Jingle Bells has an AKA. That’s right. It also started life as a Thanksgiving Song. That’s true. The popular song we’ve come to know as a Christmas song had some sexy lyrics for its time. They were substituted for more politically correct ones. Here’s what happened.
The song was originally published in Boston as “The One Horse Open Sleigh”. The year was 1857, and it was written for minstrel shows, which were common then. James Lord Pierpont wrote the song. His friends called it Pierpont’s “merry little jingle”.
It’s not the chorus that was sexy. It was the original verses. There were four of them, and they are rarely sung today. Many are familiar with the first verse:
“Dashing through the snow, in a one-horse open sleigh
Over the fields we go, laughing all the way
Bells on bob-tail ring, making spirits bright
What fun it is to ride and sing a sleighing song tonight”
The second verse is also often included in song books, and it is the first naughty text. It’s important to know that Pierpont wrote the song in Simpson Tavern in Medford, Massachusetts. The town was famous for two things at that time. One of Medford’s industries was making rum, and there were sleigh races held on Salem Street. A plaque in Medford verifies that the song was about the sleigh races. The second verse tells how the singer takes “Miss Fanny Bright” out on a sleigh ride, only to have an accident and fall into a snow bank. Rum, girls, and races. Very James Dean, isn’t it?
The third verse isn’t well known at all. It’s another description of sleigh racing. Some say that it’s also about racing drunk. It tells the story of how the singer goes out into the snow and falls on his back, sprawling on the snow. A “gent” in a one-horse sleigh sees him on the ground, laughs at him, but drives away quickly.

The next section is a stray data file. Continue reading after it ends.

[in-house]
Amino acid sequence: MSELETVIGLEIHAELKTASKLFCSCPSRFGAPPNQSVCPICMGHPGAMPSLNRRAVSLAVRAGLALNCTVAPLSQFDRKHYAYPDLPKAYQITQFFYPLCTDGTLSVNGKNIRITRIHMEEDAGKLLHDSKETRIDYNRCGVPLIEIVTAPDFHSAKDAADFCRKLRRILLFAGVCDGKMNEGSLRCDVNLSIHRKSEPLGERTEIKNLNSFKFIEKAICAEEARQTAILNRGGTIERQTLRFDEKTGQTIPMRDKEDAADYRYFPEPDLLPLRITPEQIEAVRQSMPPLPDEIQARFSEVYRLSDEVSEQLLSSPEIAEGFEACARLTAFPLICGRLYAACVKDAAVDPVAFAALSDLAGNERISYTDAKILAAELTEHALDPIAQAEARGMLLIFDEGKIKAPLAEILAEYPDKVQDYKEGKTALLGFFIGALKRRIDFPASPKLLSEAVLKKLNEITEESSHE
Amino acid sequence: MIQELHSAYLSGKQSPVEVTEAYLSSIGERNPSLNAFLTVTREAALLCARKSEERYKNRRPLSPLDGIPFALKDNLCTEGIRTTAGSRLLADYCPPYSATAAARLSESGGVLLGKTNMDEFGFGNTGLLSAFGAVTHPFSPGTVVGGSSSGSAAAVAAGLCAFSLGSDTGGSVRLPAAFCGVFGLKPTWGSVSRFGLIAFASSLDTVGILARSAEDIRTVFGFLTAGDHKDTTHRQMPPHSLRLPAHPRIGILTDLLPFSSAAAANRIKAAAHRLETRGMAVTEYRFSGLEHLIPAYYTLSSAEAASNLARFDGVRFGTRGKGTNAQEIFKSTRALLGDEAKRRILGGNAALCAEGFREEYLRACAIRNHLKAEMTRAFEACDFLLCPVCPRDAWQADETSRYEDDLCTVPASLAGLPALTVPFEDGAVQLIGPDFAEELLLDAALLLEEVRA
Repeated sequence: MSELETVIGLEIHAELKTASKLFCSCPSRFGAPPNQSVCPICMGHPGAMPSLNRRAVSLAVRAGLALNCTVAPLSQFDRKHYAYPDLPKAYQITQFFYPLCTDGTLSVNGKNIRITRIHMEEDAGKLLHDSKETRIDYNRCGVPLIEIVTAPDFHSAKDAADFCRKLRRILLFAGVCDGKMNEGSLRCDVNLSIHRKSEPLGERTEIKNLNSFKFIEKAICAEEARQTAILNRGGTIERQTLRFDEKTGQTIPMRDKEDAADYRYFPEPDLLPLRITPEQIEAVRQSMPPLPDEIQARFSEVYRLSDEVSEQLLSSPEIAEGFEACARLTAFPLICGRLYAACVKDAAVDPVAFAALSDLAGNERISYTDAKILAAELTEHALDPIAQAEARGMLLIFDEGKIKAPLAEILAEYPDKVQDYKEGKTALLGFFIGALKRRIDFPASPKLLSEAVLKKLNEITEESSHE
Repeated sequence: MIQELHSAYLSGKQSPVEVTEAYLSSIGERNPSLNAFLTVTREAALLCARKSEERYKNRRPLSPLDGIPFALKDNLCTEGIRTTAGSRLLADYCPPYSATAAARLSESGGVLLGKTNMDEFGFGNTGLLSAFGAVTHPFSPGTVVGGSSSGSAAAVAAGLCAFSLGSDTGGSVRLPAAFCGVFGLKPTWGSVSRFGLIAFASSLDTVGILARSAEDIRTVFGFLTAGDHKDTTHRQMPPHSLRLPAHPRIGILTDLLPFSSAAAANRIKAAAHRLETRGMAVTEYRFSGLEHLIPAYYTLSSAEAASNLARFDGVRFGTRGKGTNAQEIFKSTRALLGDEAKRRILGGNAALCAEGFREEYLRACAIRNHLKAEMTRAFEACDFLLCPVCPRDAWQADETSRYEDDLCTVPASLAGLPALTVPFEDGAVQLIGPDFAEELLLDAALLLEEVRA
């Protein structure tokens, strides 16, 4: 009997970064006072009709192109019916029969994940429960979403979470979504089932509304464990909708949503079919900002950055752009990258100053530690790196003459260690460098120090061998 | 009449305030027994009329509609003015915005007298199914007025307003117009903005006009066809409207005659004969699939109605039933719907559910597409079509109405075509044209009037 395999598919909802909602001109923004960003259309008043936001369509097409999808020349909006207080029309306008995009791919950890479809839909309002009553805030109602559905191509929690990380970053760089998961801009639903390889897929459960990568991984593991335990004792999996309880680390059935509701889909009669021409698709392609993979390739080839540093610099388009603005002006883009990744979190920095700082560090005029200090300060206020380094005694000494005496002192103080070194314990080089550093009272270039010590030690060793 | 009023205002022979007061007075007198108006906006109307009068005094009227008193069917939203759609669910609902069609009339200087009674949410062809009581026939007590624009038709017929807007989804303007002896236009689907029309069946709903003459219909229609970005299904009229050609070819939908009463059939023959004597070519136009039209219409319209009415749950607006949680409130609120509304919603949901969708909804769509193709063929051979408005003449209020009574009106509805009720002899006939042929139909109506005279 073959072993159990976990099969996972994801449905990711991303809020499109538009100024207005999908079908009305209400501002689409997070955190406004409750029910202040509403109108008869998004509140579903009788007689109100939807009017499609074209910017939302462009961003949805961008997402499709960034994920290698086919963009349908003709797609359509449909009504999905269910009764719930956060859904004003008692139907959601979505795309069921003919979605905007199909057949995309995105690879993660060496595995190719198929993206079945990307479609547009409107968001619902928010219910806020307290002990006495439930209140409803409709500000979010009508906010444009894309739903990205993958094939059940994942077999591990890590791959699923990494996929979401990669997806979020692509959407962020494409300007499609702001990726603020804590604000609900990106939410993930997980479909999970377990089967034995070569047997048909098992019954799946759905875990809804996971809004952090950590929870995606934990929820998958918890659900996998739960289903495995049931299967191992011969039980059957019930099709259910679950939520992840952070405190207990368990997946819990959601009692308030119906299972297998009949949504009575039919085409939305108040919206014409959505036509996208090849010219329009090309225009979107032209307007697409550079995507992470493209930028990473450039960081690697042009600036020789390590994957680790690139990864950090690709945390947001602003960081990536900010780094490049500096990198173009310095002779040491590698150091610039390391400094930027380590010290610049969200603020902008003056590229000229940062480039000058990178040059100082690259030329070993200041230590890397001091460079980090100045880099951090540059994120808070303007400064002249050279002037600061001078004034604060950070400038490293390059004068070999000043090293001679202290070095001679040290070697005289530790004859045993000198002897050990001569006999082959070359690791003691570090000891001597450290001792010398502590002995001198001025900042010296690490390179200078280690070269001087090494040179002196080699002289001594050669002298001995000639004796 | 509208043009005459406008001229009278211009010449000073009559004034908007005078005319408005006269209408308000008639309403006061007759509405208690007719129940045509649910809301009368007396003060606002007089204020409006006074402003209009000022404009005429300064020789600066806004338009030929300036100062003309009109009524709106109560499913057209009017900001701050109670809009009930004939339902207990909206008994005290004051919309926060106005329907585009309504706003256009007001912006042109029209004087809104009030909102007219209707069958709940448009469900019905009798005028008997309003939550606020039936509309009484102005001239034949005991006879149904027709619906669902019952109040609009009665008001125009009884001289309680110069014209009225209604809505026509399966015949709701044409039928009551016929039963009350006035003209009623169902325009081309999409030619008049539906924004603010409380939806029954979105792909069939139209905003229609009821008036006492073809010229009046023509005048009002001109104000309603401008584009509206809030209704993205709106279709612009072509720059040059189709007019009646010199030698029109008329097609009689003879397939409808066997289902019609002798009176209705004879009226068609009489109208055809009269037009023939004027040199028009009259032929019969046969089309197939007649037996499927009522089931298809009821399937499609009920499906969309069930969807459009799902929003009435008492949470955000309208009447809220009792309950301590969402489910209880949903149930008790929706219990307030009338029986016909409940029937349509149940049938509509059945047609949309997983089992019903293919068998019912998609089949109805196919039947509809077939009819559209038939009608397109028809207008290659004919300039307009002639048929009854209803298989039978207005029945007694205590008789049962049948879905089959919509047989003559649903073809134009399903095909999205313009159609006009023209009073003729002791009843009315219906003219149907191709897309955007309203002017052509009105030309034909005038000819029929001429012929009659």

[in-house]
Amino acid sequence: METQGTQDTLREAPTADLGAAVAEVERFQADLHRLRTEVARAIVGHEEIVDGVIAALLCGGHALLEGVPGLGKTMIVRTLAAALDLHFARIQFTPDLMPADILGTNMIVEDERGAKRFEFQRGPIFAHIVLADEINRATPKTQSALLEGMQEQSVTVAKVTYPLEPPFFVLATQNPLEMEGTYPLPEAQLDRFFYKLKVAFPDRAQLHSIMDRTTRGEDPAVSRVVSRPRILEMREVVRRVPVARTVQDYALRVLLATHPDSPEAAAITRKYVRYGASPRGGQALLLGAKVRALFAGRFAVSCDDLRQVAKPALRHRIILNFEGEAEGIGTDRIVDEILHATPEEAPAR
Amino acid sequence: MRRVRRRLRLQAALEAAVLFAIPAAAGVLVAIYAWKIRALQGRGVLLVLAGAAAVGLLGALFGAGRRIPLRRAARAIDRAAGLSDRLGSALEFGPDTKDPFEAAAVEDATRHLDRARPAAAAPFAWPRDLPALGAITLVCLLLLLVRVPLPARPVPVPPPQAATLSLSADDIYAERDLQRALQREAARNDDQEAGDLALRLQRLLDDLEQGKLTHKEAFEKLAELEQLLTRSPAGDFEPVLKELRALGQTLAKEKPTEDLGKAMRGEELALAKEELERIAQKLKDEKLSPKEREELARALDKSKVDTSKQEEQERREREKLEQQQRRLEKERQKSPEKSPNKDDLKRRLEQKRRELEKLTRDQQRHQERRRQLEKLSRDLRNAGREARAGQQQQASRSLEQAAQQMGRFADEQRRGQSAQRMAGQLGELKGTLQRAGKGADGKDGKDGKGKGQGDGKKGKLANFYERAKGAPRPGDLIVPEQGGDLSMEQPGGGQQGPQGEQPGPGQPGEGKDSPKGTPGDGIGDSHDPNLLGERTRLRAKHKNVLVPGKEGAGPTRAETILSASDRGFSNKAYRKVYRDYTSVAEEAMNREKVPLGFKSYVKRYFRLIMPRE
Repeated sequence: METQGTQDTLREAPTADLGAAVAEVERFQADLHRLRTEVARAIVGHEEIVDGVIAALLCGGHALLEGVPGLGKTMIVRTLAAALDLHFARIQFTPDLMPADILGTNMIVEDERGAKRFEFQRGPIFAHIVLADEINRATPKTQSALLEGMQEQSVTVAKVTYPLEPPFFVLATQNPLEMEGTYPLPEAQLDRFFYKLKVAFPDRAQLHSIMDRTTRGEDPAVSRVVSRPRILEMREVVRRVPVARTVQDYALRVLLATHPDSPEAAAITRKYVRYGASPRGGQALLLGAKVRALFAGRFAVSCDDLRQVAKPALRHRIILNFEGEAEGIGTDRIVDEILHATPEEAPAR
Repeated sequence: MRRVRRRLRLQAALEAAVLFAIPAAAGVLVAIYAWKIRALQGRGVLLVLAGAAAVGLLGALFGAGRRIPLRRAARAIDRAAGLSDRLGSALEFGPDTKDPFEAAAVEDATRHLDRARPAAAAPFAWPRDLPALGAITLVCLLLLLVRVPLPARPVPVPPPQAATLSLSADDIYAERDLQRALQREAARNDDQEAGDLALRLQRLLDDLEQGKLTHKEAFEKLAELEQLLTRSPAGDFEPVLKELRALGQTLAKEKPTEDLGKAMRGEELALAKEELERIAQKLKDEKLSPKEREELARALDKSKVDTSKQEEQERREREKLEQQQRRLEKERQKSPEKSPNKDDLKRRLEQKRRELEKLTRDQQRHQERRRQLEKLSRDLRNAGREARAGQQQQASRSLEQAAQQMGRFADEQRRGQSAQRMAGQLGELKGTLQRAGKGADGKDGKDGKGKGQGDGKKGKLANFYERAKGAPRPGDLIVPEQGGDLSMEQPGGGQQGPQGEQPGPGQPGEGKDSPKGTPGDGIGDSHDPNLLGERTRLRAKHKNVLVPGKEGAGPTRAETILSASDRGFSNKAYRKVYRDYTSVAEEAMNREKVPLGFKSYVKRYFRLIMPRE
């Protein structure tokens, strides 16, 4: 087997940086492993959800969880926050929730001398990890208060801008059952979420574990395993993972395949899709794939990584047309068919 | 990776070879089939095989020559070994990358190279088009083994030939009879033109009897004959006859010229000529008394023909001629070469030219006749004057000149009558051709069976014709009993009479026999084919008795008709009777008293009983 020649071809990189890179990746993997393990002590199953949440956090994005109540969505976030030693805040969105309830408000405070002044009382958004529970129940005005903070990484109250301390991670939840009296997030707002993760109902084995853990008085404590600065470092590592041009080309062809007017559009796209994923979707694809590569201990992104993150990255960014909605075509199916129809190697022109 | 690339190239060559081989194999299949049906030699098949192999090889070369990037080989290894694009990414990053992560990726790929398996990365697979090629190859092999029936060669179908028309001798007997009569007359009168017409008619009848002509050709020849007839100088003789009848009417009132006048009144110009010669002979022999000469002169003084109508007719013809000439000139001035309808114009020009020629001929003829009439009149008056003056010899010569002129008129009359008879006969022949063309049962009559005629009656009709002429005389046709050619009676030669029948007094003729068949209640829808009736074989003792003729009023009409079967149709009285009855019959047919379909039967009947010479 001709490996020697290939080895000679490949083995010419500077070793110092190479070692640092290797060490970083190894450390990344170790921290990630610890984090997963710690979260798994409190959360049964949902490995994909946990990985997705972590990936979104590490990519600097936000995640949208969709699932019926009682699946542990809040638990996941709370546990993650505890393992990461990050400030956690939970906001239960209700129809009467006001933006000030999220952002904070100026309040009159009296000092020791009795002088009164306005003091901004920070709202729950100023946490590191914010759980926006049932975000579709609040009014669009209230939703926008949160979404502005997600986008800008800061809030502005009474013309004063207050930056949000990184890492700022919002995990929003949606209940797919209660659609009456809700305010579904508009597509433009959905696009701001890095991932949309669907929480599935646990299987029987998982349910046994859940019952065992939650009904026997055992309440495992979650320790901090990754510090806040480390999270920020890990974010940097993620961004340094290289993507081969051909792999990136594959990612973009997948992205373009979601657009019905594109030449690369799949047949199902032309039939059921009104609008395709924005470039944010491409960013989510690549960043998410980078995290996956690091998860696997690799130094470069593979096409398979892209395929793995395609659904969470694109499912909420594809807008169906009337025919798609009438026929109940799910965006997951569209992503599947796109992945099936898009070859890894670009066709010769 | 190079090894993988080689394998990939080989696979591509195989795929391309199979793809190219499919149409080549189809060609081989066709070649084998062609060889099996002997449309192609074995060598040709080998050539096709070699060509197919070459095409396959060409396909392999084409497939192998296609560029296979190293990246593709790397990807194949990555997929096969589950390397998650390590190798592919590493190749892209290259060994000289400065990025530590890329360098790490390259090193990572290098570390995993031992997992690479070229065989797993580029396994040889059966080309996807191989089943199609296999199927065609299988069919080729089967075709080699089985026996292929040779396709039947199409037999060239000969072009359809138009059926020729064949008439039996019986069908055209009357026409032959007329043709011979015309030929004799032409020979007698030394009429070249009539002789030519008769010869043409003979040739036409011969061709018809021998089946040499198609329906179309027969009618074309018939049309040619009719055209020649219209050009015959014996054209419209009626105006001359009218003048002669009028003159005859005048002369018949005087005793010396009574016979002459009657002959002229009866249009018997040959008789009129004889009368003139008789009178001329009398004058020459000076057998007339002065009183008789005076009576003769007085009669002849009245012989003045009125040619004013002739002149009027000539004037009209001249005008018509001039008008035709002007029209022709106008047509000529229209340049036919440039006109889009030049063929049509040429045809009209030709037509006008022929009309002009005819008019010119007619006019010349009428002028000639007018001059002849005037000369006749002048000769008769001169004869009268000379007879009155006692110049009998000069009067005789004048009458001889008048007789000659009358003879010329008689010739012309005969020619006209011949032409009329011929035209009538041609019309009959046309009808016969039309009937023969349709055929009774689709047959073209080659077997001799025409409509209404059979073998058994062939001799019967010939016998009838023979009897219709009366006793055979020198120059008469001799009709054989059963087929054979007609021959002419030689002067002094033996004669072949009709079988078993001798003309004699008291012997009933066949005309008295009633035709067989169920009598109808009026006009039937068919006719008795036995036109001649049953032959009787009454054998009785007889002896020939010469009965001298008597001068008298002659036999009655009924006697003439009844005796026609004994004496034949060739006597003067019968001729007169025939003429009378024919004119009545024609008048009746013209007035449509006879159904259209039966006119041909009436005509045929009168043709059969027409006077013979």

But it’s the fourth verse which finally reveals the truth of the lyrics, but you must know a bit about the culture of that time to completely understand. A one-horse open sleigh was the fastest type of sleigh. It was also called a cutter. Horses had sleigh bells attached to their harnesses so that people could hear them coming. The bells were pretty and sounded great. They functioned much like car horns. Sleigh racing was hugely popular, and all the boys wanted to win. But, the other part of the story is that sleigh rides were perfect for couples. They used them as excuses to get away from parents and have some intimate moments. Some courting couples would disappear for hours at a time; only returning early in the morning. Unlike today, this behavior was unacceptable, but often tolerated as part of the dating ritual. Just look at the lyrics “go it while you’re young” and “take the girls tonight”. Sure, on face value they are happy words about the fun of racing. But, in those days, the lyrics also implied more.
“Now the ground is white, go it while you’re young
Take the girls tonight, and sing this sleighing song;
Just get a bob-tailed bay, two-forty as his speed
Hitch him to an open sleigh and crack! You’ll take the lead”
Today, the chorus is the most famous part. It was the part of Jingle Bells that really caught on when it was first written, too, which explains why most people know it best.
Here’s a modern sleigh ride to enjoy. Take a look at the scenery, and it explains why sleigh rides were the perfect get-away: